Some time back we installed a R3.5 batts in the roof of the original half of the house, along with reflective foil. Despite this, the roof space still gets very hot in summer, and after a run of really hot days, we can feel the heat radiating down into the rooms over night.
For this reason, it’s highly recommended to ventilate the roof space during summer. While traditional ‘wheely birds’ are an option, what I’ve read suggests that they simply don’t draw through enough air in an hour to make a real dent on a typical roof.
We therefore focused on an active ventilation system. There are heaps of different options, but my search narrowed down to two products, both solar-powered:
In the end, we went for the Solar Star, which seemed like the better fit for our needs. For the size of our roof, a single Solar Star RM 1200 model was the recommended option, and we bundled in a thermostatic control.
Installation was simple enough. It comes with a plastic flashing suitable for a corrugated roof, plus the necessary screws and instructions. We further simplified the process by fitting the unit directly under the ridge capping, which allowed us to skip a lot of the more fiddly waterproofing steps.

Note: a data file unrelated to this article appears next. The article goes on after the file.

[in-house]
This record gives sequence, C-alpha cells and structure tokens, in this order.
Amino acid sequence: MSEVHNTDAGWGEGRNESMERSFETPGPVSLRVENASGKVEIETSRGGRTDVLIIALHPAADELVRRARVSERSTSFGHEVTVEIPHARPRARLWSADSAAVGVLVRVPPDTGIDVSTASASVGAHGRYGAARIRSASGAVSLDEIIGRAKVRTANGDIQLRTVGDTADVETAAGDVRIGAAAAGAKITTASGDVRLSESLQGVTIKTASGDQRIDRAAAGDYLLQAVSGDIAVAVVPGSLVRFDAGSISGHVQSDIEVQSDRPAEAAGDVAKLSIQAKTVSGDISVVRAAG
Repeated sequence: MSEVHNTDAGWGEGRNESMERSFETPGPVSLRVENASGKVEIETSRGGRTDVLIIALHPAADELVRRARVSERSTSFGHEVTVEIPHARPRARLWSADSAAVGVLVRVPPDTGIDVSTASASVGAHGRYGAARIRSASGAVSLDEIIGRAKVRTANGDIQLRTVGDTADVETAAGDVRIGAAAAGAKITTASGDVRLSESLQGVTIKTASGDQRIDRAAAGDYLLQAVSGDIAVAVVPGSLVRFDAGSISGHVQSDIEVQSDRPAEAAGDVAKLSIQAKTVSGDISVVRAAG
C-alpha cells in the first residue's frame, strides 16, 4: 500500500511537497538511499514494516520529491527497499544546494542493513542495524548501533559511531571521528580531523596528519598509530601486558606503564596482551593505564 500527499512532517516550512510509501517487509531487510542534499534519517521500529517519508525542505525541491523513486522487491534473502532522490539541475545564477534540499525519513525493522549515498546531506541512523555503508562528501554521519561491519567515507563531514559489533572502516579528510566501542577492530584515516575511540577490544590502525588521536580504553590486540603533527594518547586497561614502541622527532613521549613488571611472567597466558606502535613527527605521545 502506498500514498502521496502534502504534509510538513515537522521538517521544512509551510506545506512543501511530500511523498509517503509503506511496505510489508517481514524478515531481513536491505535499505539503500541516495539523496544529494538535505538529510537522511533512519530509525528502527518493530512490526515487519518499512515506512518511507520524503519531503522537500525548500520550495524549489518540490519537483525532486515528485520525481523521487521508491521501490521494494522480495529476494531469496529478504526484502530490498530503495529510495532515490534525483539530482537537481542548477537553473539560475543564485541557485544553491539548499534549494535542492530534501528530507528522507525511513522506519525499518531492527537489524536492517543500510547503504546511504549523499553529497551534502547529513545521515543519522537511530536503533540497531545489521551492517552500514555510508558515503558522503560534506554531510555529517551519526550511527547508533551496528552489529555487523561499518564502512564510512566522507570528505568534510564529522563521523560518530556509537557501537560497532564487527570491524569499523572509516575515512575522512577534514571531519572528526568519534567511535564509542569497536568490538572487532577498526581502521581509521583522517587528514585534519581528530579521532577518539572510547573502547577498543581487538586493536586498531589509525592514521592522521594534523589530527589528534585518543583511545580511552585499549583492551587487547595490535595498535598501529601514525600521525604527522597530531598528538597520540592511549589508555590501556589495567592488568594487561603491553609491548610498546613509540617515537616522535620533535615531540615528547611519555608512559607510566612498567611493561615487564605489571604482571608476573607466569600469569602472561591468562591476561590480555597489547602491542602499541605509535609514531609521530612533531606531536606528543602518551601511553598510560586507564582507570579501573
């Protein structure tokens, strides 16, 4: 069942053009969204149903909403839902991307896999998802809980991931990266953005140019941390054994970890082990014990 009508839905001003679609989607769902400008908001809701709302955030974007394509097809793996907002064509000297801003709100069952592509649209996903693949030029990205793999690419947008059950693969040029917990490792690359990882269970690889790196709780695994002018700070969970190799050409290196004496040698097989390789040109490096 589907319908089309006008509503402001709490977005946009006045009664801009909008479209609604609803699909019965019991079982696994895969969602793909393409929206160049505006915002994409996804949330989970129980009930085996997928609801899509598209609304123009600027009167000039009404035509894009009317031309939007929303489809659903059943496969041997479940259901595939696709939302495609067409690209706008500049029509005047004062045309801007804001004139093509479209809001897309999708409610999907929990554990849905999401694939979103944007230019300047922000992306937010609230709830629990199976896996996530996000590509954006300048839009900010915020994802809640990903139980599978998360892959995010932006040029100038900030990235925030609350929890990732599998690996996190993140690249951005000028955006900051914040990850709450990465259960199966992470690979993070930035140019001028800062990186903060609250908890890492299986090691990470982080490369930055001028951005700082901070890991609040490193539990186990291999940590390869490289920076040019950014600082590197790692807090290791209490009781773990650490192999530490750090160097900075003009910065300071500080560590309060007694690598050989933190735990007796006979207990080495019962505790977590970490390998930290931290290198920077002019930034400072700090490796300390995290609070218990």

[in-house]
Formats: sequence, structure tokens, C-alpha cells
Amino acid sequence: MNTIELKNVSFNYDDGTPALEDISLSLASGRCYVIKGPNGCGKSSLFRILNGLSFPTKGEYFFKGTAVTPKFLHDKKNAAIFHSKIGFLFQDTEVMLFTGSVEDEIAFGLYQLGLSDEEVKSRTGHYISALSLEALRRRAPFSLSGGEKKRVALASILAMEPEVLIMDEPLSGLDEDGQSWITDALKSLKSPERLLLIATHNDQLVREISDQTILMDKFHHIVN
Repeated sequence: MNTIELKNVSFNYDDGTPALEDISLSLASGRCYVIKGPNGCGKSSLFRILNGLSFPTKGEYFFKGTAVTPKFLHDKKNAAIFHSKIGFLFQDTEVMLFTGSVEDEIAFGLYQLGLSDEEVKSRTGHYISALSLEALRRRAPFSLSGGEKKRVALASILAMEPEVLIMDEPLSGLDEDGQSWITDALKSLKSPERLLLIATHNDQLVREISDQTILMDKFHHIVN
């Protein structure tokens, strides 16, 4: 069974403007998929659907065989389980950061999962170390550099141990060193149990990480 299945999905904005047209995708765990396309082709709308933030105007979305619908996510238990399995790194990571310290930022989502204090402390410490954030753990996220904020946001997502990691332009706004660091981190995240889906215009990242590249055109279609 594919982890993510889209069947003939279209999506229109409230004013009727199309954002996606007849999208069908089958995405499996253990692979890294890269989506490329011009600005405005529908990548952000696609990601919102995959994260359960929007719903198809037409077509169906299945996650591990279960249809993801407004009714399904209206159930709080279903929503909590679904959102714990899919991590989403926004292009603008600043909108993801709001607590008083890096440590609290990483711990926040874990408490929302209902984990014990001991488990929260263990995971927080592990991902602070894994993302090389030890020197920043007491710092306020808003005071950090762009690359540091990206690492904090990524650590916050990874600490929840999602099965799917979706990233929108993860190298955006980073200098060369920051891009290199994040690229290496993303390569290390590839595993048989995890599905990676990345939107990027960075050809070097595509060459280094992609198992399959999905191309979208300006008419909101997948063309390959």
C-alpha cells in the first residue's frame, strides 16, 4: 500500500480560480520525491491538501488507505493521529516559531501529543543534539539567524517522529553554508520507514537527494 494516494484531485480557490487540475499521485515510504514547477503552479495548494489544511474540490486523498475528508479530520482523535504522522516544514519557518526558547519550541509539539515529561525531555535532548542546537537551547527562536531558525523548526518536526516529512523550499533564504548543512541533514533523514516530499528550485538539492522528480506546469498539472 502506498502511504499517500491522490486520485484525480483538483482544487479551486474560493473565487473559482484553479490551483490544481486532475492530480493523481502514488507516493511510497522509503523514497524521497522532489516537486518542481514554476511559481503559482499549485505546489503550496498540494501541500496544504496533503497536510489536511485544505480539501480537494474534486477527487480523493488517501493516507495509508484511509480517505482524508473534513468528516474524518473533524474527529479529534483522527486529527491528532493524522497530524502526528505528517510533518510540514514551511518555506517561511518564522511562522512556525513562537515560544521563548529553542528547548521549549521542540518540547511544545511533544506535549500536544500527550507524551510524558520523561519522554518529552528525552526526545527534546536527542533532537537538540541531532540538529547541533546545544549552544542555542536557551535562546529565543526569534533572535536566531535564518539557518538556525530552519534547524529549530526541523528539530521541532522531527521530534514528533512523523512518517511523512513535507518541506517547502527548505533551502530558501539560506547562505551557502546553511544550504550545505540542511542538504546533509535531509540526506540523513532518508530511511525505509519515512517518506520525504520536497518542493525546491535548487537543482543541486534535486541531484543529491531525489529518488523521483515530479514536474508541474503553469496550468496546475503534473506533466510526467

All up, the job took about an hour, most of which involved getting the tools onto the roof and generally stuffing around.
Ideally, at this point I’d be able to report (with graphs!) the roof temperature before and after installation, compared to the outside temperature. But life has been busy!
So I can report that the fan runs steadily and quietly, and I’ll post later with a purely qualitative assessment of the impact.